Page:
Stargazing And Remembering Robert McCall Robert McCall, who science fiction writer Isaac Asimov described as "the nearest thing we have to an artist-in-residence from outer space," died last week. Commentator Andrew Chaikin talks about his appreciation for the NASA artist who chronicled the space program.
NPR logo

Stargazing And Remembering Robert McCall

  • Download
  • <iframe src="https://www.npr.org/player/embed/124588185/124604197" width="100%" height="290" frameborder="0" scrolling="no" title="NPR embedded audio player">
  • Transcript
Stargazing And Remembering Robert McCall

Stargazing And Remembering Robert McCall

Stargazing And Remembering Robert McCall

  • Download
  • <iframe src="https://www.npr.org/player/embed/124588185/124604197" width="100%" height="290" frameborder="0" scrolling="no" title="NPR embedded audio player">
  • Transcript

Robert McCall is seen here painting a mural. Many of his murals can be found throughout NASA centers and the Smithsonian National Air and Space Museum. His artwork can be seen on posters for Stanley Kubrick's 2001: A Space Odyssey and U.S. postage stamps. Courtesy of NASA hide caption

toggle caption
Courtesy of NASA

Robert McCall is seen here painting a mural. Many of his murals can be found throughout NASA centers and the Smithsonian National Air and Space Museum. His artwork can be seen on posters for Stanley Kubrick's 2001: A Space Odyssey and U.S. postage stamps.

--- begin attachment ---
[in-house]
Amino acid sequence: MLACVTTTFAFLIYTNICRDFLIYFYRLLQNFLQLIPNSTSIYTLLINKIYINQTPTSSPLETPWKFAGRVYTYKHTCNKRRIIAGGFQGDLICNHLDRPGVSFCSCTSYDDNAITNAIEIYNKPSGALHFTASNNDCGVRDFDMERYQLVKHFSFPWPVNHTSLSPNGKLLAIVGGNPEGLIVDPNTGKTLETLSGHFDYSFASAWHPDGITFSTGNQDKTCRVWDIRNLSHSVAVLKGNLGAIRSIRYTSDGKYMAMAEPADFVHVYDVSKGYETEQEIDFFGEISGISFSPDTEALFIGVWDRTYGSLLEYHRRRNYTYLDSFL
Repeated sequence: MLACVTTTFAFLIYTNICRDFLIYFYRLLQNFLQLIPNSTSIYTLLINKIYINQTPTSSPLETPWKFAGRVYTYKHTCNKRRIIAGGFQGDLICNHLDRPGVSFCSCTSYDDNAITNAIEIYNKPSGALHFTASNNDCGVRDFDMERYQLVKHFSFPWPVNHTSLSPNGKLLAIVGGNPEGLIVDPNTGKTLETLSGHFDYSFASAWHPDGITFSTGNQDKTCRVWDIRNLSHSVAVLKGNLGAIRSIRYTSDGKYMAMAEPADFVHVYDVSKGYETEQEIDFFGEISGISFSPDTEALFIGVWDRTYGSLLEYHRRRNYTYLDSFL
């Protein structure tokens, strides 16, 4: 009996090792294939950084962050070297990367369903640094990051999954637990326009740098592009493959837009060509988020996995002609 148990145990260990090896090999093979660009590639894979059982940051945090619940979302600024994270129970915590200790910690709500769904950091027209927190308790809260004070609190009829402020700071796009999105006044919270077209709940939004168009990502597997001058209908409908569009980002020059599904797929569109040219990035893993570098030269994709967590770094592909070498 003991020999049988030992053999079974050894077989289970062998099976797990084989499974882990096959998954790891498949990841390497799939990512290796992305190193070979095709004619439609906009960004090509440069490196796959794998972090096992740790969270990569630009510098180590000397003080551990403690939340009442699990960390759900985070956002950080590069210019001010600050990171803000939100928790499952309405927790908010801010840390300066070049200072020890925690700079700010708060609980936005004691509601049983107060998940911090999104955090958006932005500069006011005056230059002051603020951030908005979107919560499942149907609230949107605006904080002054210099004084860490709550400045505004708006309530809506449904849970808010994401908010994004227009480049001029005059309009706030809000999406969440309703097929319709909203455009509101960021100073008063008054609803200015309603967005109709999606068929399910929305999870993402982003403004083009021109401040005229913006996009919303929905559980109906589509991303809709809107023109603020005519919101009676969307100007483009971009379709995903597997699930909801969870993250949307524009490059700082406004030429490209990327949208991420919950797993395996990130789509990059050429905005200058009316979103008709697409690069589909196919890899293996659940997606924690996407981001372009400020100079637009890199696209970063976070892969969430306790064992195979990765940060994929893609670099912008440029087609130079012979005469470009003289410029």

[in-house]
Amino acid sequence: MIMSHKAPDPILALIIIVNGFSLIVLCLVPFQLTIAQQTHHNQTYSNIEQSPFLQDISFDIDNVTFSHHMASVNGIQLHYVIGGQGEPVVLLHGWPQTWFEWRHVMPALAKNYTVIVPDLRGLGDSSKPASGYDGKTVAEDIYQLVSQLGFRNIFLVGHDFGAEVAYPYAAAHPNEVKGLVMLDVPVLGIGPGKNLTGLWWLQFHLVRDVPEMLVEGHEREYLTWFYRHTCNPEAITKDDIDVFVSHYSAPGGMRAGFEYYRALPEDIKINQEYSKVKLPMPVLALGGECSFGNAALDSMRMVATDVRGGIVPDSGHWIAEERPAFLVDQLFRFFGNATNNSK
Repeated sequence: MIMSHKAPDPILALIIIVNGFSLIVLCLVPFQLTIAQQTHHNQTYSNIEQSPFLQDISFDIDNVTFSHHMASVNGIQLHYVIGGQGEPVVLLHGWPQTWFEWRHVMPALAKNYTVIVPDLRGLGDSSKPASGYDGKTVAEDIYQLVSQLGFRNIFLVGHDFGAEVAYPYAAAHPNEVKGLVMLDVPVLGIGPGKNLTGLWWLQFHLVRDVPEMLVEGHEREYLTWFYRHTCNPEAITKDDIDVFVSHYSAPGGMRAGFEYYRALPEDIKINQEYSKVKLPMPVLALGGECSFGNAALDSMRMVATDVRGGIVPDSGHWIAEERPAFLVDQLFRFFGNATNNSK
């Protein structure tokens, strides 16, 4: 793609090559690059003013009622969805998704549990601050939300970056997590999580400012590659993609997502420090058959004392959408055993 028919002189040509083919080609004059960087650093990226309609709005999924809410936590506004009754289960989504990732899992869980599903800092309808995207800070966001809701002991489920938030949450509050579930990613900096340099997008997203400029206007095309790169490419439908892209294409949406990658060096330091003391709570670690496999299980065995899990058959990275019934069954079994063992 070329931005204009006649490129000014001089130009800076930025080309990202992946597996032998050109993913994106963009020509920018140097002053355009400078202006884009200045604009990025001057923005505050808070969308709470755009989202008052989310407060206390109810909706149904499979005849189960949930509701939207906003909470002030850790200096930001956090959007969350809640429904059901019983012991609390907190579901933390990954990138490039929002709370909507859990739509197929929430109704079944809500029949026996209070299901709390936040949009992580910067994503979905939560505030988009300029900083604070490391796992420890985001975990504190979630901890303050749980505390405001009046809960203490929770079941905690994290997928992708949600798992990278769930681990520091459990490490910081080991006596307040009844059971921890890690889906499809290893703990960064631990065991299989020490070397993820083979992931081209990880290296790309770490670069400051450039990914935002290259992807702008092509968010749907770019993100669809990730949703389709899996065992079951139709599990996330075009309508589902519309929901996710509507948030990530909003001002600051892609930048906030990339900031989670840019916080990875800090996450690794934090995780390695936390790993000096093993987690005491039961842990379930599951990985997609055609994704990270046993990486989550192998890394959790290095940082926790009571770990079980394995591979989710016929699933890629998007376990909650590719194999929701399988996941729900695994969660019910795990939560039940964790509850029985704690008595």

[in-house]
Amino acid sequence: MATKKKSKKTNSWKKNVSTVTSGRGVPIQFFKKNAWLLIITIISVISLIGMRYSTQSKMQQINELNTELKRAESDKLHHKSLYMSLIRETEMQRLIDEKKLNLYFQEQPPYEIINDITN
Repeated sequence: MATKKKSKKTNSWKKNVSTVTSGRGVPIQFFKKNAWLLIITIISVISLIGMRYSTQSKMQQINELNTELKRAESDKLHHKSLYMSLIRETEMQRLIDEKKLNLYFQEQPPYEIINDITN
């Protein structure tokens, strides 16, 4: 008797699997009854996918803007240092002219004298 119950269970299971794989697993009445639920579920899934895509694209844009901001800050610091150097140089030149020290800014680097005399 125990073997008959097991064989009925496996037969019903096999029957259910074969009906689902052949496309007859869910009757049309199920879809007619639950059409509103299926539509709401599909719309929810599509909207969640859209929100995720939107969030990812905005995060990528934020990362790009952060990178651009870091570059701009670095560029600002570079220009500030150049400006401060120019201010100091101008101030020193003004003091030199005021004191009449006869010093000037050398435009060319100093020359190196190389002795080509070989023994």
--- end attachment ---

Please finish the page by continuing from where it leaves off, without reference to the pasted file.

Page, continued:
Courtesy of NASA
Robert McCall Mural
Courtesy of McCall Studios

Andrew Chaikin is the author of A Passion for Mars.

Just inside the National Air and Space Museum is a six-story-high mural by Robert McCall celebrating the Apollo moon landings. Look beyond his larger-than-life astronaut and you can see other worlds, yet unvisited, beckoning amid the stars. McCall always had his mind on tomorrow.

That was true even in the early 1960s when he envisioned the Apollo missions, still on the drawing board, for Life magazine. Those paintings gave millions of Americans their first glimpses of the fantastic adventure about to unfold.

As a NASA space artist, he had a ringside seat for the moon landings. He was in Mission Control, sketchpad in hand, when the Apollo 15 astronauts drove the first lunar rover. Later, his artwork became a U.S. postage stamp commemorating the event. He also created stamps for the Skylab space station and the Viking Mars landings.

McCall once told me he dreamed of going into space himself. He never made it, but his work did: He created the mission patches for the final Apollo landing in 1972 and the first space shuttle mission in 1981.

What I loved most about Bob McCall and his work was his joyful optimism, the sense of promise in every painting. It wasn't just about astronauts and spacecraft; it was about humanity's journey beyond our home world, into a bright future on an endless frontier.

With NASA's future so up in the air, I hope we can find a way to honor that promise — to have a space program that McCall's countless fans would recognize.